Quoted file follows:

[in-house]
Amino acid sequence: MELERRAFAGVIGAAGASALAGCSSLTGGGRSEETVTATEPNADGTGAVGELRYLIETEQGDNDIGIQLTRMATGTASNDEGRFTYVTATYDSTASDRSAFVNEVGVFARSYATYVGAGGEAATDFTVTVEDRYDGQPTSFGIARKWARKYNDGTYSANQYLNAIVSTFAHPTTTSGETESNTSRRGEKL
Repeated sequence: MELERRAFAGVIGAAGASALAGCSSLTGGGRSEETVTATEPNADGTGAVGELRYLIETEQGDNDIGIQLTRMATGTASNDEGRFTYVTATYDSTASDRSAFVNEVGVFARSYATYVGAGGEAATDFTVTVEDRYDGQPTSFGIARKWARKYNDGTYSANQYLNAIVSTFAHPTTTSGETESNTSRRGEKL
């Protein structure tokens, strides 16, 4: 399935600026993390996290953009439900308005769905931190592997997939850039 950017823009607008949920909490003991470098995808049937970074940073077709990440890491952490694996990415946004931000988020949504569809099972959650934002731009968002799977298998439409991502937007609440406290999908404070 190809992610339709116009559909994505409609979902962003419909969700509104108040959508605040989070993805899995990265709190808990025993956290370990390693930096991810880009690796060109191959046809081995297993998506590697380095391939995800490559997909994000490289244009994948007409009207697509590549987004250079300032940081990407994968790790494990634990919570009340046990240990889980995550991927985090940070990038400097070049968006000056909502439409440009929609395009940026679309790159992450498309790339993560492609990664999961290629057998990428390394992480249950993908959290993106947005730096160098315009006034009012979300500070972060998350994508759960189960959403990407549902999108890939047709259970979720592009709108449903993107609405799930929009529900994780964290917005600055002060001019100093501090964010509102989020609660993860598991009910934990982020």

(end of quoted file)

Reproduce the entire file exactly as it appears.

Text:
[in-house]
Amino acid sequence: MELERRAFAGVIGAAGASALAGCSSLTGGGRSEETVTATEPNADGTGAVGELRYLIETEQGDNDIGIQLTRMATGTASNDEGRFTYVTATYDSTASDRSAFVNEVGVFARSYATYVGAGGEAATDFTVTVEDRYDGQPTSFGIARKWARKYNDGTYSANQYLNAIVSTFAHPTTTSGETESNTSRRGEKL
Repeated sequence: MELERRAFAGVIGAAGASALAGCSSLTGGGRSEETVTATEPNADGTGAVGELRYLIETEQGDNDIGIQLTRMATGTASNDEGRFTYVTATYDSTASDRSAFVNEVGVFARSYATYVGAGGEAATDFTVTVEDRYDGQPTSFGIARKWARKYNDGTYSANQYLNAIVSTFAHPTTTSGETESNTSRRGEKL
């Protein structure tokens, strides 16, 4: 399935600026993390996290953009439900308005769905931190592997997939850039 950017823009607008949920909490003991470098995808049937970074940073077709990440890491952490694996990415946004931000988020949504569809099972959650934002731009968002799977298998439409991502937007609440406290999908404070 190809992610339709116009559909994505409609979902962003419909969700509104108040959508605040989070993805899995990265709190808990025993956290370990390693930096991810880009690796060109191959046809081995297993998506590697380095391939995800490559997909994000490289244009994948007409009207697509590549987004250079300032940081990407994968790790494990634990919570009340046990240990889980995550991927985090940070990038400097070049968006000056909502439409440009929609395009940026679309790159992450498309790339993560492609990664999961290629057998990428390394992480249950993908959290993106947005730096160098315009006034009012979300500070972060998350994508759960189960959403990407549902999108890939047709259970979720592009709108449903993107609405799930929009529900994780964290917005600055002060001019100093501090964010509102989020609660993860598991009910934990982020």